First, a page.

Participants Of Sharing Economy Warned About Undeclared Income


The sharing economy connects buyers (users) and sellers (providers) through a facilitator who usually operates an app or a website.

Some popular examples include Airbnb, Stayz, Uber, Deliveroo, and Airtasker.

It is often overlooked by providers of these services that money earned from using them is taxable income. Different rules apply, depending on what type of sharing economy activities are undertaken by an individual.

Tax responsibilities will vary depending on the services taxpayers engage with.

Those who rent out part or all of their home are reminded to:

  • declare what they earn in their tax return;
  • apportion related expenses as appropriate before claiming deductions and
  • understand it may affect their capital gains tax if they sell their home in the future.

Individuals who participate in ride-sourcing activities need an ABN, to register for GST from the day they start, to pay GST on the full amount of every fare and to keep records of income and expenses for both GST and income tax purposes. GST credits associated with your ride-sourcing enterprise are deductible.

Those providing other goods and services through the sharing economy must remember to declare what they earn and apportion related expenses. Participants of the sharing economy are not exempt from their tax obligations, and any undeclared income runs the risk of flagging their activity to the ATO.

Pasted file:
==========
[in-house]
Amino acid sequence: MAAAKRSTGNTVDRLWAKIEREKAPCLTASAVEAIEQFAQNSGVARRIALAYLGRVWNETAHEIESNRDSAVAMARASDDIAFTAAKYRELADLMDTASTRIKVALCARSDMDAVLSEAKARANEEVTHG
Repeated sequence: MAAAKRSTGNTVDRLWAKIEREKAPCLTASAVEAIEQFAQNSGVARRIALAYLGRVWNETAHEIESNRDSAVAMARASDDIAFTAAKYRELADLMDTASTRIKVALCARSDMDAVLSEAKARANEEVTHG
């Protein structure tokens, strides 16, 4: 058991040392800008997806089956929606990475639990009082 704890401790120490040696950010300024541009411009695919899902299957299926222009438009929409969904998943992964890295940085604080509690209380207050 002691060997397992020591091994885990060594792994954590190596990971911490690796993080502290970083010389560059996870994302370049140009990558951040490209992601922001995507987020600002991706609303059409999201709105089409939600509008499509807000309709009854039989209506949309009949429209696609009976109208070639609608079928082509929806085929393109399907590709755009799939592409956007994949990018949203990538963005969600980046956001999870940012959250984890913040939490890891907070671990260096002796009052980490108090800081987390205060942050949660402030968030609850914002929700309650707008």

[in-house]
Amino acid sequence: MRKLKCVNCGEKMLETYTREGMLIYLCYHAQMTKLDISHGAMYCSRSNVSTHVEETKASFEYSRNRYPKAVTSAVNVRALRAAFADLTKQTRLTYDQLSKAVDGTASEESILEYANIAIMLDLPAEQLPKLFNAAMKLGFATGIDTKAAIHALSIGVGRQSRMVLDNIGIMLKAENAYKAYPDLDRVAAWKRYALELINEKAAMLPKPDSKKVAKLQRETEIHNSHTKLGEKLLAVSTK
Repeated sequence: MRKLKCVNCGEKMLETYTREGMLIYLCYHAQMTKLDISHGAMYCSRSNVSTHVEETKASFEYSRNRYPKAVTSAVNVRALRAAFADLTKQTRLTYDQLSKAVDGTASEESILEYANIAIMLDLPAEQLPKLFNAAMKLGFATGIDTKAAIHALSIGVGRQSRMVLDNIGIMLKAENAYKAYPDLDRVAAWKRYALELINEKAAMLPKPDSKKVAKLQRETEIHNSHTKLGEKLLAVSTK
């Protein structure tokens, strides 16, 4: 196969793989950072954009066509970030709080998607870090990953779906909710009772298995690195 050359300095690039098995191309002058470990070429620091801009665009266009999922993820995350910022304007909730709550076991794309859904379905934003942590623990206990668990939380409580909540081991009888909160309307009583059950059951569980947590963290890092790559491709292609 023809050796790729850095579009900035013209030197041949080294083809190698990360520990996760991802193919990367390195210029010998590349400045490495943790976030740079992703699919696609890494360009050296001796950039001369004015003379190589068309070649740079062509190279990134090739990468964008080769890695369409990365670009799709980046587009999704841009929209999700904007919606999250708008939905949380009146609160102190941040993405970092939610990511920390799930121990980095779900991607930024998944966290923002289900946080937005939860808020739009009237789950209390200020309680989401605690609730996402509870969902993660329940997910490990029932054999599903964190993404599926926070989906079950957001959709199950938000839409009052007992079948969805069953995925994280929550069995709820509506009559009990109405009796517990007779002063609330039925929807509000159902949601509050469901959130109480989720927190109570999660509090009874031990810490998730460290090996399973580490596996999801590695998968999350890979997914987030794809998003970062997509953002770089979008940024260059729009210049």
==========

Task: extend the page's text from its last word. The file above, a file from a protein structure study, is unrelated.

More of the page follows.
While there are several compliance issues to consider, there are also many deductions users and providers of the sharing economy can claim but rarely do.

According to the ATO, to be eligible to claim a deduction:

  • Appropriate records must be kept
  • You must not have been reimbursed for the money spent
  • Cost must relate to the job/service and not a private expense
  • Accurately calculate how much of the total expense is business related and only claim from this portion.

If you have not declared your income obtained through the sharing economy, you need to contact your tax agent or speak with the Australian Taxation Office as soon as possible.


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